Sam has ridden numerous Puissance progeny, including Belinda Keir’s Horseware Ardagh Highlight, who he steered to team silver at last year’s World Equestrian Games, and says there are similarities.

    “A real attribute I’ve noticed is a good-quality canter, which is a great thing to have in an event horse,” he says. “I’ve also found them to be sound — most of them don’t have an extravagant trot and I think that helps with soundness, so I see it as a positive.

    “They have an appetite to work, which is brilliant when you are looking for a top horse to keep galloping on cross-country and come out the next day and showjump. You’ve got to get their energy and intelligence working with you, not against you, though — on a young horse who doesn’t want to go near a puddle, it can be a difficulty. They are more suited to professionals than amateurs.

    “They are clever horses, with good footwork on cross-country and once they understand their job they look for the flags. They are a little bit spooky, but I like working with their minds.”

    Full silblings shine

    Horseware Ardagh Highlight’s has catapulted Puissance into the spotlight, but he is just one of a remarkable set of full siblings — including Imperial Tiger — who are integral to the stallion’s story.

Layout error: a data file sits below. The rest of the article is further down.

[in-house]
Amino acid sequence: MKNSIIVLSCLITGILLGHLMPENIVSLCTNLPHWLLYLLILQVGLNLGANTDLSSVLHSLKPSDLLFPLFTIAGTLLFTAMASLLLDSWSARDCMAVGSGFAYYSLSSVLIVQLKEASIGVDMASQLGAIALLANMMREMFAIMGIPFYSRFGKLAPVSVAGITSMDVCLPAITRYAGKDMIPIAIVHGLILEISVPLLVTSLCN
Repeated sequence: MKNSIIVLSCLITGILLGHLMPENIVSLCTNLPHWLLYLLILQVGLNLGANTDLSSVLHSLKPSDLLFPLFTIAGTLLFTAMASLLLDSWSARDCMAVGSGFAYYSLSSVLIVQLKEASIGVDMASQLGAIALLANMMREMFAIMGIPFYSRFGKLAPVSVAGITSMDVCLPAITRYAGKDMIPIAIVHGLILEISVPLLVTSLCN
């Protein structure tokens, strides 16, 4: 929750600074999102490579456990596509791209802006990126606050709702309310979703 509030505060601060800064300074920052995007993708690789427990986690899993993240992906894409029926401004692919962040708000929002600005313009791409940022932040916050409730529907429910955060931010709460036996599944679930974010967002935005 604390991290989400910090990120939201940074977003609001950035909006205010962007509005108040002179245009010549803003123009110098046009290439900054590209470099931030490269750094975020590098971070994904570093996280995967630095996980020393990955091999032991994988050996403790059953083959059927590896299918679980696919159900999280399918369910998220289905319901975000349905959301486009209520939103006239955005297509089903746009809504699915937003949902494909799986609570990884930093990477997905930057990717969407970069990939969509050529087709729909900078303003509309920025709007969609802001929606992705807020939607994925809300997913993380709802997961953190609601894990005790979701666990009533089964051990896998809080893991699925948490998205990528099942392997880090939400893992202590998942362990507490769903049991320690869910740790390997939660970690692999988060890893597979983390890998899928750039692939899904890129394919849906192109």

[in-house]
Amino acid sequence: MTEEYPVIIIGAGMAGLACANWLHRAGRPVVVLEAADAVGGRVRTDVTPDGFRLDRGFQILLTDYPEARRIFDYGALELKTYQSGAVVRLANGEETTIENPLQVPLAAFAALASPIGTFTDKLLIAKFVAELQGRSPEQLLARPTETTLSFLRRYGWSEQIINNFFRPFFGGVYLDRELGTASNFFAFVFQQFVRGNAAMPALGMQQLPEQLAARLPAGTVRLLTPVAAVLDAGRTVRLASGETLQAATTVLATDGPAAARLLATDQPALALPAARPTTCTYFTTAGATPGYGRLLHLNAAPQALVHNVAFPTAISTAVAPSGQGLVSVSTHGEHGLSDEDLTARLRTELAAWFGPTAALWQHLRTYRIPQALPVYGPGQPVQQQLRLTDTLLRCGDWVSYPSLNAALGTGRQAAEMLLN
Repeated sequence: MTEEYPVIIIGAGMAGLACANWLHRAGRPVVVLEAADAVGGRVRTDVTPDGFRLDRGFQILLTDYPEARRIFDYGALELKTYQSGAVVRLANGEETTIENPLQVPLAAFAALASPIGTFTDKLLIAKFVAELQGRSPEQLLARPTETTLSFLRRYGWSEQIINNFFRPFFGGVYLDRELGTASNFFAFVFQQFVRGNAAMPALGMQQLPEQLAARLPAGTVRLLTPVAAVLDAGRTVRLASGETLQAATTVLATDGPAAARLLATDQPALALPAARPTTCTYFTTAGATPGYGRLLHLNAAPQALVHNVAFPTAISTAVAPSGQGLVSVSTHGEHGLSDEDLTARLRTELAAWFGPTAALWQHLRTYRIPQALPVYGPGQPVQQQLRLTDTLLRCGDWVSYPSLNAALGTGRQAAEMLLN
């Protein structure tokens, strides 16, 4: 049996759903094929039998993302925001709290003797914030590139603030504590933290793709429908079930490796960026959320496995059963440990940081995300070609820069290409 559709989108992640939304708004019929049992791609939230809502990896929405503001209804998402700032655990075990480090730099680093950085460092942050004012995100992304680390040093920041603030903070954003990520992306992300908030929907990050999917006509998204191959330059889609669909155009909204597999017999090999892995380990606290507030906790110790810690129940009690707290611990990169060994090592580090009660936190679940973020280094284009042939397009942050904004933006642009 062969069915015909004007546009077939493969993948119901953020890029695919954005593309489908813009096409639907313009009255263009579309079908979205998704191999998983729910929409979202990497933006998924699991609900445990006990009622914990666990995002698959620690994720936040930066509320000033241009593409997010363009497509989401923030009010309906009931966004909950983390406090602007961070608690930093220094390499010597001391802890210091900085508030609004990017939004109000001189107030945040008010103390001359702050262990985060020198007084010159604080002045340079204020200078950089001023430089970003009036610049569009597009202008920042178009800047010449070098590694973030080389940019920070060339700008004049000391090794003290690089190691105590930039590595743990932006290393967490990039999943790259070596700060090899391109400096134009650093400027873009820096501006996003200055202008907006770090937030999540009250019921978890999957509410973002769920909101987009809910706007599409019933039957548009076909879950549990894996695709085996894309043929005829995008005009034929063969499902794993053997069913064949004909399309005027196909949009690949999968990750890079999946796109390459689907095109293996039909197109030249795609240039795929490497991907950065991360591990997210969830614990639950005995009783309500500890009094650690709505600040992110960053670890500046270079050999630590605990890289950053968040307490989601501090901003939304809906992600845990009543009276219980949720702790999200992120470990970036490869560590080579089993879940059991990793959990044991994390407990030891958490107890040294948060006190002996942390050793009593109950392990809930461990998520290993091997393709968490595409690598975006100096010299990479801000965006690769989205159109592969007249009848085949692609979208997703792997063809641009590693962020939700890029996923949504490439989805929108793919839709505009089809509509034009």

Michael bred a mare called Gentle Servant, by Kings Servant, who was put in foal to Puissance when she suffered a career-ending splint. As Michael was more focused on competing than breeding at the time, he sold her to Tom and Teresa Walsh, with first refusal on her foals. He subsequently bought, broke in and sold many of Gentle Servant’s offspring.

    They are an incredible family, including grade A showjumpers Lee Ann and Little Elle, as well as successful eventers — the three-star (now four-star) horse GFG Rambo Man, two-star (now three-star) campaigners Harthill Percy and Chanterelle II and the horse who was 12th at the 2015 European Championships for Sam Watson, Horseware Lukeswell.

    Michael made a point of buying Gentle Servant’s final foal and after showjumping under Michael’s son — Michael “Tjossti” Hutchinson — in Belgium, Imperial Tiger now stands alongside his sire, offering mare owners the chance to use a handsome full-brother to a world medallist for a stud fee of €600.

    “When he was younger he was very like Lukeswell and Ardagh Highlight — a pretty horse and a good jumper,” says Sam. “Recently, I like the fact he now looks more like a stallion; a stallion needs to look tough, have a bit of arrogance and know they are the king.

    “Puissance has very strong genes. I’ve seen lots of his progeny out of different types of mares and he really stamps his attributes on his offspring. I hope Imperial Tiger will do the same.”

    Puissance may be in his twilight years, but with a tiger in the tank, his story is set to continue.

    H&H, 14 March 2019